Technological progress tends to come with a variety of other issues or shortcomings. As far the PS4 is concerned, the size of certain impending games might register as a problem for some people. Given that the standard PS4’s hard drive is going to be 500 GB (a fairly large drive to say the least) and the demands of the Blu-ray format, the need to upgrade might quickly become an avenue worth exploring. Just imagine installing several 50 GB games, soon enough your entire hard drive is packed with data.
Naturally, the next logical step here would be to just upgrade the entire unit, perhaps replacing the standard drive with a 1TB model. Of course without having direct access to the actual version of the console (and having to rely on descriptions originally relayed in German) this guide will deal with a “developer console”. In other words, certain specifics are subject to change in the final design, so we’ll just stick to the basics…
First off, you’re going to want to begin attempting to remove the console’s glossy top panel. Of course you’ll need a set of Torx screwdrivers to achieve this, it’s probably best to just pick up a small set (they’re also useful for other things within the video game hardware world). Once you peel off the panel, you’ll see the metal bracket system which holds the hard drive in place, horizontally. Simply remove the hard drive and then stick your new one in, boot up normally and follow the directions.
In case you don’t already know, one of the coolest things about the PS4 is that it’s more or less standardized in terms of its hardware. Quite simply, you can replace most of the components with off-the-shelf PC hardware, which means the console is a very consumer (perhaps even modification) friendly machine which makes things fairly easy for most users to work with. The hard drive situation is no exception in this department either, as any standard SATA interface drive will be fully compatible with your PS4. Moreover, this also means that you’ll be able to throw in a nice solid state drive too, if you want. For most purposes it’s probably best to pick up a replacement drive with at least 1 TB of space and possessing a speed of at least 5400 RPM’s. Also, don’t worry about size as drives as tall as 12.5mm will fit inside.
So, now that we’ve gotten that out of the way the question to ask might be what kind of person would actually want to go to the trouble of actually replacing their original drive? Believe it or not, the ease with which the hard drive in the PS4 can be swapped out is quite noteworthy. In short, even novice gamers should have no problem opening up their consoles and changing a drive. It almost seems as if Sony is intentionally making it easier for people to switch things up (yet another reason why they’re lauded as darlings by the mainstream gaming community right now). Conversely, the Xbox ONE is going to be just as stubborn as its predecessor, the Xbox 360 in granting access to gamers.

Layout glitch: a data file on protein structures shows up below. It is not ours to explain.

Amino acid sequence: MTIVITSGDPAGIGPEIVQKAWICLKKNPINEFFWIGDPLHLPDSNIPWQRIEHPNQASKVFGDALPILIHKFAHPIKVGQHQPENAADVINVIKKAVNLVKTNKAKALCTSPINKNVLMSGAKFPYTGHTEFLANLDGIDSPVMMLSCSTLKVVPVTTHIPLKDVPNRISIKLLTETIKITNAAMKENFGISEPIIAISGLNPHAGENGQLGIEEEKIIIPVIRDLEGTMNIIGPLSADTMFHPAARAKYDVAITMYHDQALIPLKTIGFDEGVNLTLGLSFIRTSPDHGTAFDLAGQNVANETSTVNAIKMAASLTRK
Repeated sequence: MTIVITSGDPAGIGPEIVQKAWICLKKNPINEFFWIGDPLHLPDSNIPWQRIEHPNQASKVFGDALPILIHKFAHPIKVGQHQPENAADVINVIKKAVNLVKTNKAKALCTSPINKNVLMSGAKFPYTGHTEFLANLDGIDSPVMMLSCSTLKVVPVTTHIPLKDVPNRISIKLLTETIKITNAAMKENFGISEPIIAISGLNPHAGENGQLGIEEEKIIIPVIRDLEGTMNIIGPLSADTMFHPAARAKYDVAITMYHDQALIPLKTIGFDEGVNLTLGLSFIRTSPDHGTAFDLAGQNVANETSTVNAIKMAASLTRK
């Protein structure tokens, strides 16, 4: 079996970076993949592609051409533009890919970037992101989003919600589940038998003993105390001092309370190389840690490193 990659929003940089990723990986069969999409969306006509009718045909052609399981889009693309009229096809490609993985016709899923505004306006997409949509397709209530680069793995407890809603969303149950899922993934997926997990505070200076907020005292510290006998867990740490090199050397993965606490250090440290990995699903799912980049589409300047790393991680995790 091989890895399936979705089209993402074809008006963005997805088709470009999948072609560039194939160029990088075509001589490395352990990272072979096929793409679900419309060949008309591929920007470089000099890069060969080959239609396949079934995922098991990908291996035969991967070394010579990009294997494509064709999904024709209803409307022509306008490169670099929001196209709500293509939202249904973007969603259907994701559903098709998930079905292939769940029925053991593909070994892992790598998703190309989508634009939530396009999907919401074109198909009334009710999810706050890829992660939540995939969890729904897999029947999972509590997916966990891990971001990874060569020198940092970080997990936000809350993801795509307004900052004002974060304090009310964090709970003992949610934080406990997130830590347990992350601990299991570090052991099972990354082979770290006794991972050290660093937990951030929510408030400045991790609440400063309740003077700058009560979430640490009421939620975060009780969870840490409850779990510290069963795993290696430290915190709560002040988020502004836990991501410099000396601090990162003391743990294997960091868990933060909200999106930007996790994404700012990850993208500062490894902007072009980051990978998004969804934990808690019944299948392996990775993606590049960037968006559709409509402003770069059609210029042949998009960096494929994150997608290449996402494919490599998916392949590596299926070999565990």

Taking an objective look at things, it would seem that Sony is going to end up building a more dynamic and vibrant fan base of individuals who might even begin sharing various types of mods with the PSN community. Even if that doesn’t occur, the fact remains that services which record and socialize gameplay videos more easily is coming the PS4 and once people begin making their own modifications, others will most certain become interested. It’s very likely that people will start sharing their consoles alterations through social media as well, meaning that companies in turn will begin preparing specialized products to better serve the market. Of course things might just as easily take off in another unexpected direction, perhaps jump-starting a movement where gamers people start to modify the core PlayStation GUI itself, adding it to a mammoth drive size in excess of a few Terabytes.
So, what does this mean, exactly? Does this imply that a great deal of PS4 owners might be expected to take advantage of the ease with which a hard drive can be replaced? At this point everything’s up in the air, anything could happen. The point is, it’s logical to assume that if a standard drive won’t hold more than 10 or so titles people are very likely to start ripping out the regular hardware in order to add something more robust. After all, we do have the legacy of the PS3 to look at in this instance, and lest we not forget, that console also relied on a SATA drive as well.
As far as basic advice in this department, it’s recommended that you try to stick with your standard drive for as long as possible simply because that particular choice represents the “path of least resistance”. You know the old saying, “if it ain’t broke, don’t try to fix it” – one might argue that this old phrase rings true in this instance. In other words, if you can get by with simply installing and uninstalling games as you go through them, you should probably do that. Additionally, the longer you wait the better selection of proven hard drives you’ll have to choose from, letting everyone else do the testing until a top 5 list of fully compatible drives is whittled down.
With each and every new console release there are always certain unexpected contingencies to deal with – issues that the manufacturer never considered prior to release (the recent Bluetooth headset compatibility issue being one of the more recent examples that springs to mind). If you can exercise some patience you’ll most likely be rewarded with a much better (and perhaps cheaper) replacement drive in the end. However, if you end up deciding to change it you can rest easy knowing that’s it’s a fairly routine procedure.